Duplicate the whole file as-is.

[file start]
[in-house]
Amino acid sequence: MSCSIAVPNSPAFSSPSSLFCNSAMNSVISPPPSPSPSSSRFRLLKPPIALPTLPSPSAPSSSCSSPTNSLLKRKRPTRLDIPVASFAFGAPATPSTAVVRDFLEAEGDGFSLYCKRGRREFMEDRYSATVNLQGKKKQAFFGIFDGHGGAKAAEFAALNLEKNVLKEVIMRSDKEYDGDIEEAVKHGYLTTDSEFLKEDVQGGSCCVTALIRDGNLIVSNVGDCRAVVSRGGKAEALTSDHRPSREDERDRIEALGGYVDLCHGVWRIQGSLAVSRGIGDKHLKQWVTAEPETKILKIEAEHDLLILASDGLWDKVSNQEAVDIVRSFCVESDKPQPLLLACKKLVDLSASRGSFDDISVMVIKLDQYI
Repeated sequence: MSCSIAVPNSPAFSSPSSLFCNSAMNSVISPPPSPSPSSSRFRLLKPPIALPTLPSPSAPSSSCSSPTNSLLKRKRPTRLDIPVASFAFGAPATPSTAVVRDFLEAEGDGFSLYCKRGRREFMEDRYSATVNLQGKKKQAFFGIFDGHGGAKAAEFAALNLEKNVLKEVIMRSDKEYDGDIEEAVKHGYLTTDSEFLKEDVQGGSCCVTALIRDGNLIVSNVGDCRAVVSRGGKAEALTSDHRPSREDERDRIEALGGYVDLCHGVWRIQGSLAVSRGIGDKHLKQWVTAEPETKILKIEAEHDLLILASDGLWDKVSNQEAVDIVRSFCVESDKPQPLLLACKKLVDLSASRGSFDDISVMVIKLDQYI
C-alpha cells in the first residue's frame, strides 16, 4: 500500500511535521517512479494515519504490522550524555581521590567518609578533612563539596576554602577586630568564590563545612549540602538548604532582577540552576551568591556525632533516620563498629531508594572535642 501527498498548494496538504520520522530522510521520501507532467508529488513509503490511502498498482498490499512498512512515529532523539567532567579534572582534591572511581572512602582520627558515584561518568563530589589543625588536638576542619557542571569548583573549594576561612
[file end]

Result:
[in-house]
Amino acid sequence: MSCSIAVPNSPAFSSPSSLFCNSAMNSVISPPPSPSPSSSRFRLLKPPIALPTLPSPSAPSSSCSSPTNSLLKRKRPTRLDIPVASFAFGAPATPSTAVVRDFLEAEGDGFSLYCKRGRREFMEDRYSATVNLQGKKKQAFFGIFDGHGGAKAAEFAALNLEKNVLKEVIMRSDKEYDGDIEEAVKHGYLTTDSEFLKEDVQGGSCCVTALIRDGNLIVSNVGDCRAVVSRGGKAEALTSDHRPSREDERDRIEALGGYVDLCHGVWRIQGSLAVSRGIGDKHLKQWVTAEPETKILKIEAEHDLLILASDGLWDKVSNQEAVDIVRSFCVESDKPQPLLLACKKLVDLSASRGSFDDISVMVIKLDQYI
Repeated sequence: MSCSIAVPNSPAFSSPSSLFCNSAMNSVISPPPSPSPSSSRFRLLKPPIALPTLPSPSAPSSSCSSPTNSLLKRKRPTRLDIPVASFAFGAPATPSTAVVRDFLEAEGDGFSLYCKRGRREFMEDRYSATVNLQGKKKQAFFGIFDGHGGAKAAEFAALNLEKNVLKEVIMRSDKEYDGDIEEAVKHGYLTTDSEFLKEDVQGGSCCVTALIRDGNLIVSNVGDCRAVVSRGGKAEALTSDHRPSREDERDRIEALGGYVDLCHGVWRIQGSLAVSRGIGDKHLKQWVTAEPETKILKIEAEHDLLILASDGLWDKVSNQEAVDIVRSFCVESDKPQPLLLACKKLVDLSASRGSFDDISVMVIKLDQYI
C-alpha cells in the first residue's frame, strides 16, 4: 500500500511535521517512479494515519504490522550524555581521590567518609578533612563539596576554602577586630568564590563545612549540602538548604532582577540552576551568591556525632533516620563498629531508594572535642 501527498498548494496538504520520522530522510521520501507532467508529488513509503490511502498498482498490499512498512512515529532523539567532567579534572582534591572511581572512602582520627558515584561518568563530589589543625588536638576542619557542571569548583573549594576561612